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Broadcasters ally globally against SNG interference

Broadcasters are collaborating in a worldwide, two-part program to tackle the growing problem of interference caused by Satellite News Gathering (SNG), focused on training and equipment certification.

The Radio Frequency Interference – End Users Initiative (RFI-EUI) and the Global VSAT Forum (GVF) have announced support and commitment to the program from World Broadcasting Unions, the International Satellite Operations Group (WBU-ISOG) and the satellite Interference Reduction Group (IRG).

For the training part, RFI-EUI, an international association of broadcasters, together with GVF and its training partner, SatProf, have collaborated over a program to test operators of satellite newsgathering systems, as well as satellite operators, on skills necessary to reduce SNG-based interference. For the certification, RFI-EUI and GVF are jointly promoting the use of SNG terminal equipment that has been tested and approved in coordination with GVF’s industry framework.

“We are excited to be launching this program at CABSAT,” commented Dick Tauber, Co-chair, RFI-EUI and Chairman of WBU-ISOG. “Satellite interference continues to be a significant issue in our industry. Well-trained operators and increased use of type-approved equipment can help to dramatically reduce errors, and therefore instances of unintended interference.”

“The RFI-EUI Training and Certification Working Group (WG), led by Maura Maloney of ESPN, has been working closely with GVF and SatProf to ensure the program is tailored to the needs of our industry,” commented Rich Wolf, Co-chair, RFI-EUI. “In parallel, the RFI-EUI Best Practices WG, led by Paul Cohen of Fox Networks, and Colin Robinson, Chair of GVF’s Mutual Recognition Arrangement Working Group, are collaborating to promote the use of tested and approved SNG equipment.”

The growing use of SNG encouraged by a new generation of lightweight, portable equipment comprising manageable packages, and complying with international baggage regulations, has meant interference has become a growing problem. This new SNG initiative comes in addition to longstanding programmes tackling satellite interference as a whole, which is generally considered to come in five categories. Interference can be caused by system users, adjacent satellites, terrestrial services, cross polarization where upsignals are misaligned in opposite polarized transponders, and deliberate jamming. SNG mostly comes into the first category while the majority of efforts in the past have been focused on the other four.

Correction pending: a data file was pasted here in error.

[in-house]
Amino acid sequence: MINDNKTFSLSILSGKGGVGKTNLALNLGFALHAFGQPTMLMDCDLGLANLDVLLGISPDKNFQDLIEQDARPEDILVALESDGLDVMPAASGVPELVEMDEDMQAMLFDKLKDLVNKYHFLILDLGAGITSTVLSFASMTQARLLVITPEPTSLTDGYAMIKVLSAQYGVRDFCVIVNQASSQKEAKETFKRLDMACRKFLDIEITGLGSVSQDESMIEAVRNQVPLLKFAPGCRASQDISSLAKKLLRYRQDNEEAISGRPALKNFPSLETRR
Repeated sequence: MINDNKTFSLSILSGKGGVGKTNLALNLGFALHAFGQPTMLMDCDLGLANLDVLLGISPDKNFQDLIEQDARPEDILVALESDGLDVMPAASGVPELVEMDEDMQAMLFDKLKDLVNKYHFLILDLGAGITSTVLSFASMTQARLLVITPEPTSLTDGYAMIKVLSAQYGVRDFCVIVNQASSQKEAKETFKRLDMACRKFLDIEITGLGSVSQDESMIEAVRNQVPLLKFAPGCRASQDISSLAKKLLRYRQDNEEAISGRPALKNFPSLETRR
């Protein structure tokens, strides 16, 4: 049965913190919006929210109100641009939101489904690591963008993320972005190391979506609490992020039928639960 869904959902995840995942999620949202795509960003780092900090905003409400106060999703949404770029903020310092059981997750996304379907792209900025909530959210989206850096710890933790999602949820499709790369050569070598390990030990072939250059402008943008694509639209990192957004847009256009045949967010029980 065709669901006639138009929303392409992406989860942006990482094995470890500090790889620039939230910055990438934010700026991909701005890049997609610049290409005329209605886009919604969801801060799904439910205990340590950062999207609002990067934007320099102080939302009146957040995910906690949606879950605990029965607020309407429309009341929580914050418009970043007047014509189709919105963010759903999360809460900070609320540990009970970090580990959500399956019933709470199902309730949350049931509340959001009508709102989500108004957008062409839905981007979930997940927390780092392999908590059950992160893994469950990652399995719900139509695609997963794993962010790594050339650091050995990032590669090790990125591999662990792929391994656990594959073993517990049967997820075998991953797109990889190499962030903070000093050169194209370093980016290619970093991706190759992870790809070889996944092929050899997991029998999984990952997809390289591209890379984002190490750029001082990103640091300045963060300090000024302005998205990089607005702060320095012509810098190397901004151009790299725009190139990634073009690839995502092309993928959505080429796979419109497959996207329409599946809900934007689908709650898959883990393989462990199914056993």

Interference in general has been a major cause of costs for the satellite industry and has hampered entry to new markets in some cases, including consumer broadband and airborne connectivity. Combating it has become an increasingly global effort as the threats are not confined by borders, and in the case of SNG a broadcaster may be involved in uplink of signals from areas outside their usual jurisdiction.

Certification and testing have figured increasingly in these efforts, with GVF recently announcing that 10,000 technicians had undergone a global certification program that had taken seven years to develop. GVF has also doubled the number of industry test agencies that ensure earth station equipment conforms to acceptable industry limits on spectrum use and does not cause interference.

Another important aspect of interference control is the emergence of Carrier ID, which enables operators to identify interfering carriers quickly and respond in real time to maintain Quality of Service. The DVB Steering Board this month approved a new specification for Carrier ID, which will now be submitted to the European Telecommunications Standards Institute (ETSI) for formal standardization. A Carrier ID BlueBook will be published shortly.

The other hot issue of the moment is deliberate interference, which has increased dramatically since the Arab Spring, bringing democratic uprisings across the Arab world, broadcasting of which has been suppressed by some States that feared it would encourage insurrections there. This led Mark Rawlins, head of payload engineering and operations for Eutelsat, to note that deliberate jamming, while still accounting for only a small percentage of overall interference, had increased from 54 cases in 2010 and 109 in 2011 to 340 for just the first 10 months of 2012.

Broadcasters targeted by jamming included the BBC, France 24, Deutsche Welle and the Voice of America. A key point is that this affects not services within the country where the jamming originates but in adjacent regions as well, and also channels using frequencies close to those targeted.